Galway Advertiser 2006/2006_05_25/GA_2505_E1_010.pdf 

Resource tools

File information File size Options

Original PDF File

3.2 MB Download


853 × 1200 pixels (1.02 MP)

7.2 cm × 10.2 cm @ 300 PPI

469 KB Download
Resource details

Resource ID




Original filename

Galway Advertiser 2006/2006_05_25/GA_2505_E1_010.pdf

Extracted text

10 N E W S

May 25 2006

Eyre Square through the ages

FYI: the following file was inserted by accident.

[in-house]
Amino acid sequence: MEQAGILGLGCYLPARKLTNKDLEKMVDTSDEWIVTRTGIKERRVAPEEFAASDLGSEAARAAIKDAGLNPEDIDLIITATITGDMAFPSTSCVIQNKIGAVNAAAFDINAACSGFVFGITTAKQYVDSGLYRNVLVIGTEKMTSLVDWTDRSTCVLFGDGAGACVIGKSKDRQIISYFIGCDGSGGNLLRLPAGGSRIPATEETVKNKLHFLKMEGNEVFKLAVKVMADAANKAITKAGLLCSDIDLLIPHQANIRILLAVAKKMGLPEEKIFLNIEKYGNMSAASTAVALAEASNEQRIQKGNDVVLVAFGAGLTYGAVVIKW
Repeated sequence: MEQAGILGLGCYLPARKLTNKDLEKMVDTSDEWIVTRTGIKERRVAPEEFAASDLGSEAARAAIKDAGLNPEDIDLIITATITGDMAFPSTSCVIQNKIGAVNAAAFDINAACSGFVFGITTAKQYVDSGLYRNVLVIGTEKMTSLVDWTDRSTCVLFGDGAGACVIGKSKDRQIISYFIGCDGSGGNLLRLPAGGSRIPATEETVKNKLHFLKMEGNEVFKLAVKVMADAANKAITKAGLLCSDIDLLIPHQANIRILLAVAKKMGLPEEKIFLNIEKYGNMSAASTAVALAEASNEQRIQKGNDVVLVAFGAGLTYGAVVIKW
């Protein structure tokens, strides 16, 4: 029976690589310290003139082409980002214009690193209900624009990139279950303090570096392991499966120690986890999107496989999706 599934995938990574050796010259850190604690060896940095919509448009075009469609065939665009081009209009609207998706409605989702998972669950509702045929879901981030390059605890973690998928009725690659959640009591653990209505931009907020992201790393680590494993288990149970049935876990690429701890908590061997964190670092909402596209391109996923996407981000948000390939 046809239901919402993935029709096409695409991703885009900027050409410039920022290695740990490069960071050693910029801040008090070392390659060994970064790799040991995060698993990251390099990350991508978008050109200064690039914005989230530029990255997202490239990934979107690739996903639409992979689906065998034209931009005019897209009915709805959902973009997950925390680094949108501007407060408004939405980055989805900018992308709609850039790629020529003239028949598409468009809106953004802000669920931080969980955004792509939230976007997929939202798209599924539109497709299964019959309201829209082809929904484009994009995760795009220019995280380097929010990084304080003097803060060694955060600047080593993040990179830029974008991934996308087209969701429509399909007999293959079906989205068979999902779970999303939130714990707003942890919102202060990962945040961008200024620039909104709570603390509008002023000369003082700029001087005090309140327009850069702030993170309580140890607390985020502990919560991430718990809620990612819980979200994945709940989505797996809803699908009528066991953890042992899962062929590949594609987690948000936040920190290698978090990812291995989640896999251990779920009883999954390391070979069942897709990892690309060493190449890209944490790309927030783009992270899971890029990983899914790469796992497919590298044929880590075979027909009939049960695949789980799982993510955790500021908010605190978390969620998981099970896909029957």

This week the newly-refurbished Eyre Square will be officially opened by the Mayor and a host of dignitaries. Music, dance, poetry, brightly-coloured banners and gaudily apparelled celebrants will welcome the city's newest, oldest, park to the 21st century. Altogether, it's an historic occasion. Which is as it should be. Galway people have always had a deep interest and pride in the history of their city, which has been recorded in such highly-valued books as Hardiman's History of Galway, M O'Sullivan's Old Galway, and historian Peader O'Dowd's many publications. To commemorate this occasion, the Galway Advertiser offers its readers a brief look at the history of Eyre Square. JEFF O'CONNELL Before there was an Eyre Square, or a square of any kind, the area now occupied by the park was a piece of waste ground outside the main city gate. The earliest evidence we have for how the town of Galway looked comes from a map made by Barnaby Googe in 1583. Googe was a kinsman of Sir William Cecil, Elizabeth I's powerful Secretary of State, and it was through this family link Googe was appointed Provost Marshall of Connacht. Googe's map shows the town as it was in the 1580s - a small, compact, settlement ringed round with stout defensive walls. For our purposes, it shows the main gate and a road leading to the now vanished church of St Augustine (the site occupied by Forthill Cemetery) but there is no indication of any cleared ground where Eyre Square now is. The next map, made by the English historian John Speed, dates from 1610 and is far more detailed than the Googe map. But, like the earlier map, it too shows nothing outside the main eastern gate except what looks like tufts of grass. Forty years later, however, things have changed dramatically. In the famous 1651 map of Galway what looks to be virtually the identical area today forming Eyre Square is depicted in great detail. Trees grow around the area, and in the centre is set up a fence that was used for the sport of 'tilting' - two men on horseback, armed with long wooden staves would ride at each other and attempt to knock each other off. So right from the beginning, what was to become Eyre Square was a place to relax and enjoy yourself. The 'square plot', according to Hardiman, was in 1630 "set aside apart for the purpose of public amusement and recreation; it was enclosed with wooden rails and handsomely planted round with ash trees, many of which were standing within the memory of persons yet living in 1820." It is also of interest that the eastern side of the square is occupied by a row of houses, stretching from what is now Richardson's Pub to Garvey's at the far corner, and on to presentday Forster Street. Perhaps it's an indication of Galway's chequered and colourful history that the city's centrepiece square takes its name from a family of Cromwellian adventurers - the Eyres. Col John Eyre, the first of this family to settle in Co Galway, accompanied General Ludlow, one of Cromwell's generals, and received land from the C r o m w e l l i a n Commissioners in east Galway, near Eyrecourt, and after the Restoration of Charles II, Eyre obtained a grant from the crown in 1662 of the manor of Eyrecourt and other lands. He represented County Galway as MP in the Irish House of Commons in 1661. Also in this year he was elected mayor of Galway, and in 1663 his son, Edward Eyre, served in the same position. It was this Edward Eyre who founded the family's Galway fortunes, acquiring extensive grants of corporation properties, including what is now Eyre Square. And in 1710 Galway Corporation declared: "The necessity and the advantages for the Town and Corporation of having a spacious entrance open and unbuilt before William's Gate [the old main gate